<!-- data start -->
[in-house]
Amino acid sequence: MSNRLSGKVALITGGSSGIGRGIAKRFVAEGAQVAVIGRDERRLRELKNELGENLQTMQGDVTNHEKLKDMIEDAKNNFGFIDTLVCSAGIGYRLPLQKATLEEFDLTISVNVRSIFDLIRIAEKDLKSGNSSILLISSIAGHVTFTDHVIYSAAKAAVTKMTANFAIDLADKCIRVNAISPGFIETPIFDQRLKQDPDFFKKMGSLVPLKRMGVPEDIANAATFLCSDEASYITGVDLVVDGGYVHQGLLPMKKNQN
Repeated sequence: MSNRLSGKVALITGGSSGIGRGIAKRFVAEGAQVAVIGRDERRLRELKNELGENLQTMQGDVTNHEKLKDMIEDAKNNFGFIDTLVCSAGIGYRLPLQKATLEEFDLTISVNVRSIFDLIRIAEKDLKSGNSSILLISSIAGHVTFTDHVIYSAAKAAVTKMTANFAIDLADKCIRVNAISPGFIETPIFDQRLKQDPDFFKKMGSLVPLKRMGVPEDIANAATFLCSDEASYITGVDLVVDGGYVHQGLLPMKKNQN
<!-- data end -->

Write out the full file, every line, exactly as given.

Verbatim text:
[in-house]
Amino acid sequence: MSNRLSGKVALITGGSSGIGRGIAKRFVAEGAQVAVIGRDERRLRELKNELGENLQTMQGDVTNHEKLKDMIEDAKNNFGFIDTLVCSAGIGYRLPLQKATLEEFDLTISVNVRSIFDLIRIAEKDLKSGNSSILLISSIAGHVTFTDHVIYSAAKAAVTKMTANFAIDLADKCIRVNAISPGFIETPIFDQRLKQDPDFFKKMGSLVPLKRMGVPEDIANAATFLCSDEASYITGVDLVVDGGYVHQGLLPMKKNQN
Repeated sequence: MSNRLSGKVALITGGSSGIGRGIAKRFVAEGAQVAVIGRDERRLRELKNELGENLQTMQGDVTNHEKLKDMIEDAKNNFGFIDTLVCSAGIGYRLPLQKATLEEFDLTISVNVRSIFDLIRIAEKDLKSGNSSILLISSIAGHVTFTDHVIYSAAKAAVTKMTANFAIDLADKCIRVNAISPGFIETPIFDQRLKQDPDFFKKMGSLVPLKRMGVPEDIANAATFLCSDEASYITGVDLVVDGGYVHQGLLPMKKNQN